Public health policy should be driven by evidence and not fear.
The COVID-19 vaccines were designed to prevent severe disease, not elimination of SARS-CoV2 virus transmission.
Therefore, vaccination is very unlikely to prevent COVID-19 in the long term.
The nature of the SARS-CoV2 virus and its variants makes it likely that a large proportion of children will get COVID-19 in the coming years.
As such, a one-off vaccination program will likely not prevent their chances of getting COVID-19 in the long term.
The main concern of COVID-19 is not the asymptomatic or mild spectrum of the disease but the risk of severe COVID which results in ICU hospitalizations and deaths.
The risk of severe disease and deaths in children is very low. It was estimated that the incidence fatality rate for COVID-19 was 2.5 per 100,000 cases in those aged 0 to 17 (US CDC, Updated Nov 16, 2021).
The incidence fatality rates are estimated as the number of deaths divided by the true number of infections.
In Malaysia, the cumulative case fatality rates of COVID-19 in children aged below 12 years old are similar to those aged 12 to 17, but approximately 250 times lower than those aged above 50.
The low absolute risks of severe disease and deaths result in drastically diminished health returns of vaccinating children compared to higher risk groups like the elderly.
This pandemic has been a stress test to many chronically underfunded healthcare systems with similar results.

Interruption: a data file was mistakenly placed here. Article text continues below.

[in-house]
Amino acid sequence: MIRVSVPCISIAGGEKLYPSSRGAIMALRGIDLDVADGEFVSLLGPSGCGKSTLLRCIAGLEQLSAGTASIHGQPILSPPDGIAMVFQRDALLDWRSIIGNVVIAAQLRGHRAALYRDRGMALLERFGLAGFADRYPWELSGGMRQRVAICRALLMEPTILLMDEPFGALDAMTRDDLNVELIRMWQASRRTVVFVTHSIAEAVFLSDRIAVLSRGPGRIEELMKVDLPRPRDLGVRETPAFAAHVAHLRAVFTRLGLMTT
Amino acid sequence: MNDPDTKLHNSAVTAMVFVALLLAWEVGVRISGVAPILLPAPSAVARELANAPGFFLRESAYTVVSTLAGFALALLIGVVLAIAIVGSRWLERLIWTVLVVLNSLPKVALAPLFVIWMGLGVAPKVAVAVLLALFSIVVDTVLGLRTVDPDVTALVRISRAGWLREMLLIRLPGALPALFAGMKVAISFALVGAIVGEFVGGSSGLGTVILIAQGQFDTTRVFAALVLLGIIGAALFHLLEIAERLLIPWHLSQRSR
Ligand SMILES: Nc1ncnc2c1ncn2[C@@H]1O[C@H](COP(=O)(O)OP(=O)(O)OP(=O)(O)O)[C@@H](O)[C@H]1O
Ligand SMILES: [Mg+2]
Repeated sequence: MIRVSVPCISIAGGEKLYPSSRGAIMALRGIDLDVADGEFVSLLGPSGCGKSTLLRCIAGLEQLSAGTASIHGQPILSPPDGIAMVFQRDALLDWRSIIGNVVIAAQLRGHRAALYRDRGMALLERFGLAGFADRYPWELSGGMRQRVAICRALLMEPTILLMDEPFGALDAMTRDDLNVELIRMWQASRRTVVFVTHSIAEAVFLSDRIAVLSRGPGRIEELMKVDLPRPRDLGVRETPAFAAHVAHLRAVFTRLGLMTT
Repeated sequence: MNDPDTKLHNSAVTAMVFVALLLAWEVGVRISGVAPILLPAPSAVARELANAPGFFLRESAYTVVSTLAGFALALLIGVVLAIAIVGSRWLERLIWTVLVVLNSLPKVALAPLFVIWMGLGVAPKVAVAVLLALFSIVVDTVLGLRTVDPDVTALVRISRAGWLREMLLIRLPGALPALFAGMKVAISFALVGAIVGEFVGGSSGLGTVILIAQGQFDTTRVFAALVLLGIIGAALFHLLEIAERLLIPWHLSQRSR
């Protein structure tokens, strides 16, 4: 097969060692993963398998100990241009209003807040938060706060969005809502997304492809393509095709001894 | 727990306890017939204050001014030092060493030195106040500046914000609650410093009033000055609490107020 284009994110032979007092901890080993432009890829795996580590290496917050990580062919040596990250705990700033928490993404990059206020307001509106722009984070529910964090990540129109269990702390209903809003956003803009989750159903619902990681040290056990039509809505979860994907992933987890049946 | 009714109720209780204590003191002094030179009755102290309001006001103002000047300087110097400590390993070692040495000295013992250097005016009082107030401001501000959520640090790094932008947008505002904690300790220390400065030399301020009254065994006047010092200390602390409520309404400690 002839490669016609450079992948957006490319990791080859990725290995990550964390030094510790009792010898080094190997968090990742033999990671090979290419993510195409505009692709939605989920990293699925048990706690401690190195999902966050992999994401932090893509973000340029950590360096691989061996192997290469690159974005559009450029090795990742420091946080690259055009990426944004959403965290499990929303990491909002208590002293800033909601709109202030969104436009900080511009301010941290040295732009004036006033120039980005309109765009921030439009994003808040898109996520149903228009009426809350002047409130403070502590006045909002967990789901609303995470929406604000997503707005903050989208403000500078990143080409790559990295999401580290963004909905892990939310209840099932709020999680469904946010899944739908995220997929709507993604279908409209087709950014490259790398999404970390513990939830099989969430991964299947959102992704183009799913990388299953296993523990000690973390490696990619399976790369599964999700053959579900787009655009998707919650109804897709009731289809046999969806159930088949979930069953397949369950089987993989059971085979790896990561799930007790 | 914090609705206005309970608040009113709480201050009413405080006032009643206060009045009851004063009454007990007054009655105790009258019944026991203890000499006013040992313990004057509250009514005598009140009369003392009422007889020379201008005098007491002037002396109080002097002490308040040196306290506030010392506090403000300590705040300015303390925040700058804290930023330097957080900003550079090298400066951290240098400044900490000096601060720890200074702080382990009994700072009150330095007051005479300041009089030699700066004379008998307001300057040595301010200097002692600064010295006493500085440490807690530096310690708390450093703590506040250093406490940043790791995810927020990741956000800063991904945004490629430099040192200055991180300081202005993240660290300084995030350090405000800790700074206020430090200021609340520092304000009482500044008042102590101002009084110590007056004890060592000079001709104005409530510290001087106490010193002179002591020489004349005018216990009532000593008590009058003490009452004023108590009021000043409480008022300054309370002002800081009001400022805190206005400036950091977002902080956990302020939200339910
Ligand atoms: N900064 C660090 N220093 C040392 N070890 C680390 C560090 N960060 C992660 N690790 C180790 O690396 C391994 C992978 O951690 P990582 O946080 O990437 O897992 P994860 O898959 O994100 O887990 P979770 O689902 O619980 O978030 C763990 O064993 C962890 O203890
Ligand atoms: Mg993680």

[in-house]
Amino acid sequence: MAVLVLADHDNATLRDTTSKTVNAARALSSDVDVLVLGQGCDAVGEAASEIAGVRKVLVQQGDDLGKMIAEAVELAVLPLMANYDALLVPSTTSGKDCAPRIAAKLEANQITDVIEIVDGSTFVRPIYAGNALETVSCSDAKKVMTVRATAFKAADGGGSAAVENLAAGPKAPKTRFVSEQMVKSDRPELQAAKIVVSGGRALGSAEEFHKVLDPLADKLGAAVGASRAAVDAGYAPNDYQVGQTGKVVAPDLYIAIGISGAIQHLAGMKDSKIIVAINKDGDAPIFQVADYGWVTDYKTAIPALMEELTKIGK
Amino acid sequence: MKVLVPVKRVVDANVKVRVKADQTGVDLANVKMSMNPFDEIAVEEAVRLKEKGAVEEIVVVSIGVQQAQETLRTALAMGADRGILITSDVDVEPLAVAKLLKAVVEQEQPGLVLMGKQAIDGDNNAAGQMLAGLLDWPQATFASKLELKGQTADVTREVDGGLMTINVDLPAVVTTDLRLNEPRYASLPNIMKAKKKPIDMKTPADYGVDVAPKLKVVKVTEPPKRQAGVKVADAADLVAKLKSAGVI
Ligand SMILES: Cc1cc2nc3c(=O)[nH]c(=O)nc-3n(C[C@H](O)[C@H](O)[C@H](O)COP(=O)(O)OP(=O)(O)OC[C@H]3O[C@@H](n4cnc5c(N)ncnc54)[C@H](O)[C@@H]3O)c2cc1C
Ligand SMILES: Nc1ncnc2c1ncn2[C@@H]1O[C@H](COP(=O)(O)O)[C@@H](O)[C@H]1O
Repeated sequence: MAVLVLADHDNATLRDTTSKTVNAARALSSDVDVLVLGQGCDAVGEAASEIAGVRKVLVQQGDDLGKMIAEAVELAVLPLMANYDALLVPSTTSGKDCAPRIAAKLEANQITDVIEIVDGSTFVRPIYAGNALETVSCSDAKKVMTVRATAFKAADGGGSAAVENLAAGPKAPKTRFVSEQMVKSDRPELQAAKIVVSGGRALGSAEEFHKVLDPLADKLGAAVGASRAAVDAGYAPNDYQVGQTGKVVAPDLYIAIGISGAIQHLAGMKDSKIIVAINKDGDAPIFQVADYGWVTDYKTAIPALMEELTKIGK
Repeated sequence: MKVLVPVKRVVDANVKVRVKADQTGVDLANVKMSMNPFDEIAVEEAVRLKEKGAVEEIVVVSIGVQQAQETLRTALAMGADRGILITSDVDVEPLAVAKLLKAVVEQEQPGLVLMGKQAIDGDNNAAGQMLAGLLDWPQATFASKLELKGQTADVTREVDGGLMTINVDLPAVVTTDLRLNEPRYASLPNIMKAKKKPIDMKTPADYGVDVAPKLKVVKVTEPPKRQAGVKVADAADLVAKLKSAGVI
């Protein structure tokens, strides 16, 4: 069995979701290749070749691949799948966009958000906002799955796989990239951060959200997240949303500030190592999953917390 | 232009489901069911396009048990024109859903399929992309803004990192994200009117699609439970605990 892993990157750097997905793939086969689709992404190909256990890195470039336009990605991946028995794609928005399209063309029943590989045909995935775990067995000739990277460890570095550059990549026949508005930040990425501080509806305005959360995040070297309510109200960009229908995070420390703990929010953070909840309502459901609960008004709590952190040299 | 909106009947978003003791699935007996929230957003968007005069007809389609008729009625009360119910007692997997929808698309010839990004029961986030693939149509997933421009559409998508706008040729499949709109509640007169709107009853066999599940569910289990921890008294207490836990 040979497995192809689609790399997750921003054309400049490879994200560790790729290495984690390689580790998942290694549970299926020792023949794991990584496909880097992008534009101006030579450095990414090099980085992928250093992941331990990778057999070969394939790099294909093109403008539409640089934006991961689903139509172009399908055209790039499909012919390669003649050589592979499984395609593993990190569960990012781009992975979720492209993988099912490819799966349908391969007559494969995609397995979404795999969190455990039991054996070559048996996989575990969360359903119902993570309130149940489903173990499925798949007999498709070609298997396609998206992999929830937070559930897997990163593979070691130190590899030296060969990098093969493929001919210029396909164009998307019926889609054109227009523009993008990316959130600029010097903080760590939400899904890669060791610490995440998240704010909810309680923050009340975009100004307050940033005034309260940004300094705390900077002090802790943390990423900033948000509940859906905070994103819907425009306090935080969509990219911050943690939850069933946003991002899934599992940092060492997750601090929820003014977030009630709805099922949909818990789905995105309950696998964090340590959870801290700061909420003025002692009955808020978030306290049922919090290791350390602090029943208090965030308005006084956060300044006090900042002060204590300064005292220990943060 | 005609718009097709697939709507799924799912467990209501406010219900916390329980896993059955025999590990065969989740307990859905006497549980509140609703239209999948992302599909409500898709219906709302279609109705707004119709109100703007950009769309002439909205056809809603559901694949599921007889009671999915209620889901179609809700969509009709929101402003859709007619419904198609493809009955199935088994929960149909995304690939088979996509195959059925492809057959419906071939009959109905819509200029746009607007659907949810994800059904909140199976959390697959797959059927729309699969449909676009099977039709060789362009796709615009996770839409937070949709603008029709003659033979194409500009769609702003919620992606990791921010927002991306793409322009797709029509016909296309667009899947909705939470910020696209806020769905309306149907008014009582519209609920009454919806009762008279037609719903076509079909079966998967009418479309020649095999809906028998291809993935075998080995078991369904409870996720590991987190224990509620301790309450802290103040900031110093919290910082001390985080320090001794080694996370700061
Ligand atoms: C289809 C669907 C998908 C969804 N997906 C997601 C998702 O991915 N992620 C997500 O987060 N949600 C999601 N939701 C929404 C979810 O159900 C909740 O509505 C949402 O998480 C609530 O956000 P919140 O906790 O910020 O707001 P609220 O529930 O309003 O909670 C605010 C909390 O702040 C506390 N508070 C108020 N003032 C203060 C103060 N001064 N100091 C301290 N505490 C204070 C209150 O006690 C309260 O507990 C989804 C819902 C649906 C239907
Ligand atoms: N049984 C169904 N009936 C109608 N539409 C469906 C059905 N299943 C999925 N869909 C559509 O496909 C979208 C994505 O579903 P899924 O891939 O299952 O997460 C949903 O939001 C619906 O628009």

The prognosis of cases worsens when the health system gets overwhelmed.
Creative and out-of-the-box solutions are necessary to help our country be more resilient and better prepared for the next year.
Vaccination of children in Malaysia will not prevent the occurrence of COVID-19 variants because Malaysia’s population is very small compared to the global population.
The major driver for the emergence of newer variants is the global incidence of COVID -19. This may only be sufficiently addressed with global vaccine equity.
A population-based approach should be used for such a young cohort. The evidence base for the need of vaccinations among younger children is still evolving. As such, we recommend that further evidence is needed at this moment before recommending and implementing a vaccination program for those under 12 years old.
We caution against the hasty implementation of any interventions before sufficient evidence base has been accrued.
(Prof Dr Sanjay Rampal, Faculty of Medicine, Universiti Malaya; Datuk Dr Lokman Hakim Sulaiman, International Medical University Malaysia; Datuk Dr Zainal Ariffin Omar, Public Health Medicine Specialist; Dr Sharmini Selvarajah, Sharmini Selvarajah Consulting; Dr Tharani Loganathan, Faculty of Medicine, Universiti Malaya.)